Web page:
The trick to treating tendinosis is promoting the regeneration and realignment of type I collagen tissue to replace the abnormal collagen tissue that has formed over time. In addition, it is essential to soften the scar tissue that has built up to reduce the tightness and improve the elasticity of your rotator cuff tendon.

Enhancing the flow of blood is very important for rotator tendinosis

Through a treatment method we term Deep Tissue Therapy, the T•Shellz Wrap can be an incredibly effective and painless method that promotes the growth of normal collagen tissue in the tendon while minimizing the creation of scar tissue and softening scar tissue that has already developed. Without treatment, abnormal collagen fibres will continue to form as damage occurs leaving your tendon soft, weak and at risk of a complete rupture.

Although resting your injured shoulder is an important part of the healing process, resting a tendon inflicted with tendinosis too much can result in the entire area becoming weak and vulnerable, significantly reducing the range of motion or increasing the chance of chronic pain or re-injury. Therefore, it is recommended that you continue to use your rotator cuff gently to prevent the shoulder from weakening and atrophy setting in. Gradual physical therapy exercises are recommended along with use of the Shoulder Cold Compress or Ice Pack for minimizing pain and swelling, and use of the Shoulder T•Shellz Wrap for Deep Tissue Regeneration Therapy.

Due to scar tissue build up on the tendon and the amount of abnormally formed collagen, it can takes months to soften the scar tissue and improve the tissue of the tendon. Using our Deep Tissue Therapy device, you can treat scar tissue and promote blood flow to heal your supraspinatus and other tendons faster and more completely than any other methods available.

During the healing process, scar tissue builds on the tendon and can attach the inner layers of the tendon to the surrounding paratenon that it glides through, limiting the flexibility and movement of the tendon.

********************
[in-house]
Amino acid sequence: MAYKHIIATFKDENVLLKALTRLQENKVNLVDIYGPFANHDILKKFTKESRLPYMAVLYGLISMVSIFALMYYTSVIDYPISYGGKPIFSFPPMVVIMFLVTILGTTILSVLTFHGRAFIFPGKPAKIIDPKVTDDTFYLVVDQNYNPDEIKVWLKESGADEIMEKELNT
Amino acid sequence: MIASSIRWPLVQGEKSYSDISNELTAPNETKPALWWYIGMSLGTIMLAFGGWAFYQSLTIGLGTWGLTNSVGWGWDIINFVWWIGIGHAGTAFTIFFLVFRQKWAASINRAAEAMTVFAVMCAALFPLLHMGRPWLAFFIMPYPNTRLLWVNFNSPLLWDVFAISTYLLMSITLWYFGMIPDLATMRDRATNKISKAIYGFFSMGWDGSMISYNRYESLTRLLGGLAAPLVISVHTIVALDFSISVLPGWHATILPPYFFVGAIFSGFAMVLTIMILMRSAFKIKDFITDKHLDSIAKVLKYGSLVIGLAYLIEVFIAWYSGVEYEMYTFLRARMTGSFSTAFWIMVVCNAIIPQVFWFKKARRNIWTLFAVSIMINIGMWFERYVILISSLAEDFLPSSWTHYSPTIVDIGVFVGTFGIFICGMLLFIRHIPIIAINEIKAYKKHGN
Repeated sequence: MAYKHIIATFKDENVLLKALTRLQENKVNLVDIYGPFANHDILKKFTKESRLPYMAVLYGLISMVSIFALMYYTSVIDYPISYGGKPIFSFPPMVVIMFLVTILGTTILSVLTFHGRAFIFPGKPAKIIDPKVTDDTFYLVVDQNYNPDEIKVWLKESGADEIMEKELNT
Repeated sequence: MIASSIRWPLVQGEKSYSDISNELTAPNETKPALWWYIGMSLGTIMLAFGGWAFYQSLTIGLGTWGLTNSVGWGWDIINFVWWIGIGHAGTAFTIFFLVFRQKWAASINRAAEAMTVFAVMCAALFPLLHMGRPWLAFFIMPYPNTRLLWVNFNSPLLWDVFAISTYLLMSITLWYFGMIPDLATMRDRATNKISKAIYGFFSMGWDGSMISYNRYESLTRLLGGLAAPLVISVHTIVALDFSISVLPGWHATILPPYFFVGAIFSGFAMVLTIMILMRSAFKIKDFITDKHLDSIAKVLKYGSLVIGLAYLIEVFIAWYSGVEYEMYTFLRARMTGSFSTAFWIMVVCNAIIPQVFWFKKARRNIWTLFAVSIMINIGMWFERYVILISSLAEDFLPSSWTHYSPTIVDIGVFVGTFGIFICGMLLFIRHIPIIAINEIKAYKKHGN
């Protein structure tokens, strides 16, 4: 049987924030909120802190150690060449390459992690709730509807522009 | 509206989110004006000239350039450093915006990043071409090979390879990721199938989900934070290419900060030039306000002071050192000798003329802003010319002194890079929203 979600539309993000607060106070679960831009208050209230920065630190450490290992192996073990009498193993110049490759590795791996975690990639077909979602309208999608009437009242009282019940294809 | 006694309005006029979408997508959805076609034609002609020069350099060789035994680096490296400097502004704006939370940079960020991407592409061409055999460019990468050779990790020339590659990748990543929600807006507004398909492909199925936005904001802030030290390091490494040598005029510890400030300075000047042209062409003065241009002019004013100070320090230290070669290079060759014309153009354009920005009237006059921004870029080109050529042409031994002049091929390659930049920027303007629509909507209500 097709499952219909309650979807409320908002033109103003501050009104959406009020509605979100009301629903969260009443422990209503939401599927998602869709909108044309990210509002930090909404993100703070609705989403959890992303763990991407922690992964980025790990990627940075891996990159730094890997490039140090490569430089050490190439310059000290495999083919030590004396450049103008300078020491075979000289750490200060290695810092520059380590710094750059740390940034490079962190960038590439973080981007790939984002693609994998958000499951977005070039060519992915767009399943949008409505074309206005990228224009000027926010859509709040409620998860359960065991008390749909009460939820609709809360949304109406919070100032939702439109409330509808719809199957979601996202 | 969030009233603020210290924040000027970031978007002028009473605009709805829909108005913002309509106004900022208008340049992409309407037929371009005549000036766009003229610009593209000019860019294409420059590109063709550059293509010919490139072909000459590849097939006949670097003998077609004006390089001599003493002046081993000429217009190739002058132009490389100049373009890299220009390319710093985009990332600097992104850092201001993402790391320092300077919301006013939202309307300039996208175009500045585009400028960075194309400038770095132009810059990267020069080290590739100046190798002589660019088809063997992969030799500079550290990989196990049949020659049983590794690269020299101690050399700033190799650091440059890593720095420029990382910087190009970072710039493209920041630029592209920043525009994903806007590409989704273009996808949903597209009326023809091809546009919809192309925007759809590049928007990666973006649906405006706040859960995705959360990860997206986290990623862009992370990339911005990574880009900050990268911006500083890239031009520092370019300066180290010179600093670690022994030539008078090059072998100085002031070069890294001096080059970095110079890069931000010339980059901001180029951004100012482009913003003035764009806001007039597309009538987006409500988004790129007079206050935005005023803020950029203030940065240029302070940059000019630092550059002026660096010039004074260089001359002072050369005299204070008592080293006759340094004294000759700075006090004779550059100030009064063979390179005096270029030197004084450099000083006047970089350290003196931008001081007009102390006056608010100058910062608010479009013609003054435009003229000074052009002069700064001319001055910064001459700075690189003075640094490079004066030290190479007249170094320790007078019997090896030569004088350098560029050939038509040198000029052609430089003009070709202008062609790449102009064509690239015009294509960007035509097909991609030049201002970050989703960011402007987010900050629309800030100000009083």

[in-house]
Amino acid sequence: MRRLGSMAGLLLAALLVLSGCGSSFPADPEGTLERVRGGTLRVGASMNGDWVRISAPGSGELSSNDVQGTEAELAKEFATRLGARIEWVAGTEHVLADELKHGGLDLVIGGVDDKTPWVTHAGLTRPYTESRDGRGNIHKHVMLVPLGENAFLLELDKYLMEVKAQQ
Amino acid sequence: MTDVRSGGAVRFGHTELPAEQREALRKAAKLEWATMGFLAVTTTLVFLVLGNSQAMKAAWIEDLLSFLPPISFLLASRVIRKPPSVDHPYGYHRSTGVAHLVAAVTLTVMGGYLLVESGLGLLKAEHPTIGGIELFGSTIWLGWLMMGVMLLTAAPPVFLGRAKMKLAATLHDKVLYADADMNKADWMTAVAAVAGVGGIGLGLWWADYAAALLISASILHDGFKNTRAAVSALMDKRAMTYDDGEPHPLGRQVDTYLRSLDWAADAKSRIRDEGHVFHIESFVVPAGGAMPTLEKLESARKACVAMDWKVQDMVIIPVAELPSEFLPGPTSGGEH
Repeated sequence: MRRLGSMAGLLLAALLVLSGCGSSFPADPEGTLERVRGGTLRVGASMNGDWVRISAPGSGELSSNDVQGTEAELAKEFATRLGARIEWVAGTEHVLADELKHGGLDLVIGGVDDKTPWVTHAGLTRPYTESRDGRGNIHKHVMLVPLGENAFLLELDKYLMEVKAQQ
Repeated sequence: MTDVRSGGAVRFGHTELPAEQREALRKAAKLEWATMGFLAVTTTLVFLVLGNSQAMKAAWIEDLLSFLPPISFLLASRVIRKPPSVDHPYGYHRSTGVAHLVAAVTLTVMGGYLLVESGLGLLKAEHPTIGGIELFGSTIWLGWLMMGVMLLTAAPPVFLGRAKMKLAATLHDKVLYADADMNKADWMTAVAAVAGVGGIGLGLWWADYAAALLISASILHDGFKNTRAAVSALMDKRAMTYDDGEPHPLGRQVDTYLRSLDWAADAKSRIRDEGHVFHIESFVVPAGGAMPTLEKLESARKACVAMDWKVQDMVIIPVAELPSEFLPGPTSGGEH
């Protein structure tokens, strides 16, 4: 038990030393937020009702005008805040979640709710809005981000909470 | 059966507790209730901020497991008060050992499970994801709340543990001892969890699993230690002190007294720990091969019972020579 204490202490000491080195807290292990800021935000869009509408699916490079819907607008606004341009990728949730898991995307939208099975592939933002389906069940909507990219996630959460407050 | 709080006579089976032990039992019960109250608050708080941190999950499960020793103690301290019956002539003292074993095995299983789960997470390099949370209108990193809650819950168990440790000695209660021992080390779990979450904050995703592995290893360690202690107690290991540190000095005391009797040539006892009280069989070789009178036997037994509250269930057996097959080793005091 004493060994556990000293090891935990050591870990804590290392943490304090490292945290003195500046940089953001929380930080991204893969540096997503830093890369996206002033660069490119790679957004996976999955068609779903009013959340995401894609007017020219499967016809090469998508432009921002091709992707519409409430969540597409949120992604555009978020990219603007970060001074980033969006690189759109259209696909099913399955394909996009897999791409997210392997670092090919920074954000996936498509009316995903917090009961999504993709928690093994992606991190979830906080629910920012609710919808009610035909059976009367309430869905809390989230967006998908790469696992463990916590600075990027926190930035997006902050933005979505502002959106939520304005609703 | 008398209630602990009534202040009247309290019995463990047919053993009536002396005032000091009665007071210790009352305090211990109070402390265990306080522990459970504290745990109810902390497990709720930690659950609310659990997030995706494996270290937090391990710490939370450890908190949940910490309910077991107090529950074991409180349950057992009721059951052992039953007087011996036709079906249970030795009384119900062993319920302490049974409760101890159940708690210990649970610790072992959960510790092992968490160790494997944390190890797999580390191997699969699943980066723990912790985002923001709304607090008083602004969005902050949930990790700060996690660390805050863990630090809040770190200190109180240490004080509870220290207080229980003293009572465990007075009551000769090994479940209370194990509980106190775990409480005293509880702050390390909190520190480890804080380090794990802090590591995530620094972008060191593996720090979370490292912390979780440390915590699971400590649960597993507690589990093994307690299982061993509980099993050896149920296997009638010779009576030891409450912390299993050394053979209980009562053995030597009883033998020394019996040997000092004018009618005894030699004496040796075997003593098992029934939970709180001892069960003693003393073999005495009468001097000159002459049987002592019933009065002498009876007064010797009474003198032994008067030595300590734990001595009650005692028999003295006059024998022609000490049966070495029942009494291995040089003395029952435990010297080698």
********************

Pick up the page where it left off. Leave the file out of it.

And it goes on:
Fortunately, you can treat your supraspinatus tendon with therapeutic T•Shellz Wraps to soften scar tissue and improve the gliding motion and flexibility of the tendon(s).

T•Shellz Wrap = Deep Tissue Therapy

 

Not only does the T•Shellz Wrap aid in healing, but it helps to prevent long term complications. Chronic pain, lack of mobility, frozen shoulder, or a complete tendon rupture are some of the more common long term complications. By treating your tendon with a T•Shellz Wrap, scar tissue growth will reduce, and soft tissue becomes stronger reducing the risk of chronic problems in the future.

If you are suffering from long term complications of existing rotator cuff injuries, our T•Shellz Wraps can help. As referenced on the home page, use of the T•Shellz Wrap softens scar and fibrous tissue that has built up over time on the tendon and increases elasticity in muscle tissue, helping restore range of motion in your shoulder.

A Deep Tissue Therapy treatment increases the amount of blood that flows naturally to your shoulder -- without the need for painful movements -- to nourish tendons, ligaments and muscles - improving the healing rate of the tendons and surrounding soft tissue.

Tendons naturally receive a limited blood supply compared to other soft tissue in the body and this significantly reduces a tendon's natural ability to heal itself. By treating your rotator cuff tendinosis with a T•Shellz Wrap, you will increase your body's blood circulation deep down in the shoulder and accelerate your body's natural healing process. In addition, the enhanced blood flow will whisk away dead cells and toxins that have built up from the injury leaving the area clean and able to heal faster.

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Learn More About The Rotator Cuff

Learn more about Shoulder Surgery and Post-Surgery Recovery

Learn more about about how the DTR Therapy T•Shellz Wrap helps with the healing process.

Learn more about which is better for your rotator injury - ice or heat


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    - but not all of it is factual. We spend hours per week doing the research... separating fact from fiction. We then present this information in an easy-to-read newsletter, generally sent once per month.

 
 
 
 

Rotator Cuff Injury Facts:

The term "rotator cuff" refers to a group of four tendons that attach four shoulder muscles to the upper arm bone.


About 6 million people in the U.S. seek medical care each year for shoulder problems.


The shoulder joint has the widest range of motion of all joints in the body.


Rotator cuff injuries are typically associated with motions that require repeated overhead motions or forceful pulling motions. This is an injury that is very common in athletes, especially baseball pitchers, football players, weightlifters, rugby players, volleyball players, swimmers, boxers, tennis players, bowlers and cheerleaders.


AidMyRotatorCuff (a division of MendMeShop) is an FDA registered company. This means our products are of very high quality, made from biocompatible materials.


Continual repetitive use of the injured rotator cuff will lead to a worse injury.


Although the rotator cuff can tear suddenly as a result of a serious injury, most rotator cuff problems develop over time.